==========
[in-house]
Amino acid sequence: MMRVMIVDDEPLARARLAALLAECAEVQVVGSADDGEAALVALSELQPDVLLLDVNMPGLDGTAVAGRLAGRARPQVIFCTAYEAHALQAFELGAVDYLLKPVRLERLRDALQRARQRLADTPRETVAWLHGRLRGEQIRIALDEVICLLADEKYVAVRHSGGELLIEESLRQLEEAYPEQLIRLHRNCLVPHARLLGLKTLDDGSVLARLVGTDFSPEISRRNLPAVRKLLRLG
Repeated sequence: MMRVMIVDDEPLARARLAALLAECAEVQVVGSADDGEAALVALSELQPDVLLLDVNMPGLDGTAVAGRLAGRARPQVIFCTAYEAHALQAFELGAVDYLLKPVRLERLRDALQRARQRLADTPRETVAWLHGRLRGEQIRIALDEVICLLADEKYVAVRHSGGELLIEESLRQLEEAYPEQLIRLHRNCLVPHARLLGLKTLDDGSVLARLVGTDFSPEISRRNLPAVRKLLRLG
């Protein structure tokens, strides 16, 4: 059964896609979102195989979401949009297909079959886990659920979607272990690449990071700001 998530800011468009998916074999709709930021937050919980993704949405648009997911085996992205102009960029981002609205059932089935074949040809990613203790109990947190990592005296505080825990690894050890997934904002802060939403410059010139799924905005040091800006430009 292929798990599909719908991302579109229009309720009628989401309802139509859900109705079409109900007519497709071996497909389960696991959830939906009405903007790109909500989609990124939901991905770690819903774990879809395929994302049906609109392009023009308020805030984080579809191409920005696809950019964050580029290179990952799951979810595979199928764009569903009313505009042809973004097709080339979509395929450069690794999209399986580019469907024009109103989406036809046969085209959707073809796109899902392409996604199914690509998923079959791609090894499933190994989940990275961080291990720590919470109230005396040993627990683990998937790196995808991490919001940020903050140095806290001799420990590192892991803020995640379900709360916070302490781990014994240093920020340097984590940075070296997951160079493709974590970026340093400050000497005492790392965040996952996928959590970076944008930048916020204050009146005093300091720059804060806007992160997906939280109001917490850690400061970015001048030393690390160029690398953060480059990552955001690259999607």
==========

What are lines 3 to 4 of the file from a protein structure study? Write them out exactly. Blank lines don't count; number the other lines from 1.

Repeated sequence: MMRVMIVDDEPLARARLAALLAECAEVQVVGSADDGEAALVALSELQPDVLLLDVNMPGLDGTAVAGRLAGRARPQVIFCTAYEAHALQAFELGAVDYLLKPVRLERLRDALQRARQRLADTPRETVAWLHGRLRGEQIRIALDEVICLLADEKYVAVRHSGGELLIEESLRQLEEAYPEQLIRLHRNCLVPHARLLGLKTLDDGSVLARLVGTDFSPEISRRNLPAVRKLLRLG
């Protein structure tokens, strides 16, 4: 059964896609979102195989979401949009297909079959886990659920979607272990690449990071700001 998530800011468009998916074999709709930021937050919980993704949405648009997911085996992205102009960029981002609205059932089935074949040809990613203790109990947190990592005296505080825990690894050890997934904002802060939403410059010139799924905005040091800006430009 292929798990599909719908991302579109229009309720009628989401309802139509859900109705079409109900007519497709071996497909389960696991959830939906009405903007790109909500989609990124939901991905770690819903774990879809395929994302049906609109392009023009308020805030984080579809191409920005696809950019964050580029290179990952799951979810595979199928764009569903009313505009042809973004097709080339979509395929450069690794999209399986580019469907024009109103989406036809046969085209959707073809796109899902392409996604199914690509998923079959791609090894499933190994989940990275961080291990720590919470109230005396040993627990683990998937790196995808991490919001940020903050140095806290001799420990590192892991803020995640379900709360916070302490781990014994240093920020340097984590940075070296997951160079493709974590970026340093400050000497005492790392965040996952996928959590970076944008930048916020204050009146005093300091720059804060806007992160997906939280109001917490850690400061970015001048030393690390160029690398953060480059990552955001690259999607």